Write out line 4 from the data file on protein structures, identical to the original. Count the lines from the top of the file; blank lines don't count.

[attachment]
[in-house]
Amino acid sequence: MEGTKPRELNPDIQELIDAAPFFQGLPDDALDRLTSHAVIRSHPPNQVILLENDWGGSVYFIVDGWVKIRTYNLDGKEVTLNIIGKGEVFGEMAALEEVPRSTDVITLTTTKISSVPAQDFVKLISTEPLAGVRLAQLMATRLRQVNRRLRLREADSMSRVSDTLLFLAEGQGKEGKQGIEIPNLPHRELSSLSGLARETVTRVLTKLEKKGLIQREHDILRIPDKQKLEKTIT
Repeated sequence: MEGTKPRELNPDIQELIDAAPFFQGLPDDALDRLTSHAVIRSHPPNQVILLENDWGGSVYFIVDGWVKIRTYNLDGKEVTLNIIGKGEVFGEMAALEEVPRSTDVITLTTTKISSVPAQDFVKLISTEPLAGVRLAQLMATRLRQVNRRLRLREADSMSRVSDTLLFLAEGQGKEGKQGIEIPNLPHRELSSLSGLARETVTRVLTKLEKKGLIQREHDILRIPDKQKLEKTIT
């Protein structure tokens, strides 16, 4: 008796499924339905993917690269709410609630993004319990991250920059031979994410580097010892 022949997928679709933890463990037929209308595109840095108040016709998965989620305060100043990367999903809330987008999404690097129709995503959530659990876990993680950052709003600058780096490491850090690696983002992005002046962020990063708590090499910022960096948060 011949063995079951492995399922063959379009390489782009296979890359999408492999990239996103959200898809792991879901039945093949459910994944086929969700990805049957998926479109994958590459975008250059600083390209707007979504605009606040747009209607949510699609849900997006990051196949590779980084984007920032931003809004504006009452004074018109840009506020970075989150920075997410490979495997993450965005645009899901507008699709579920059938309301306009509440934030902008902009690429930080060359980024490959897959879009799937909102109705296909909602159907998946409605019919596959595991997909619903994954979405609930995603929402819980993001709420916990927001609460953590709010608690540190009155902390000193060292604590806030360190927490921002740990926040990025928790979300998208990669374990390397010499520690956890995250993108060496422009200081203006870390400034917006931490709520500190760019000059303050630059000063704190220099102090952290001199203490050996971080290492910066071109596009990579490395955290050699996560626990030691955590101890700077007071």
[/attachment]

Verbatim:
């Protein structure tokens, strides 16, 4: 008796499924339905993917690269709410609630993004319990991250920059031979994410580097010892 022949997928679709933890463990037929209308595109840095108040016709998965989620305060100043990367999903809330987008999404690097129709995503959530659990876990993680950052709003600058780096490491850090690696983002992005002046962020990063708590090499910022960096948060 011949063995079951492995399922063959379009390489782009296979890359999408492999990239996103959200898809792991879901039945093949459910994944086929969700990805049957998926479109994958590459975008250059600083390209707007979504605009606040747009209607949510699609849900997006990051196949590779980084984007920032931003809004504006009452004074018109840009506020970075989150920075997410490979495997993450965005645009899901507008699709579920059938309301306009509440934030902008902009690429930080060359980024490959897959879009799937909102109705296909909602159907998946409605019919596959595991997909619903994954979405609930995603929402819980993001709420916990927001609460953590709010608690540190009155902390000193060292604590806030360190927490921002740990926040990025928790979300998208990669374990390397010499520690956890995250993108060496422009200081203006870390400034917006931490709520500190760019000059303050630059000063704190220099102090952290001199203490050996971080290492910066071109596009990579490395955290050699996560626990030691955590101890700077007071």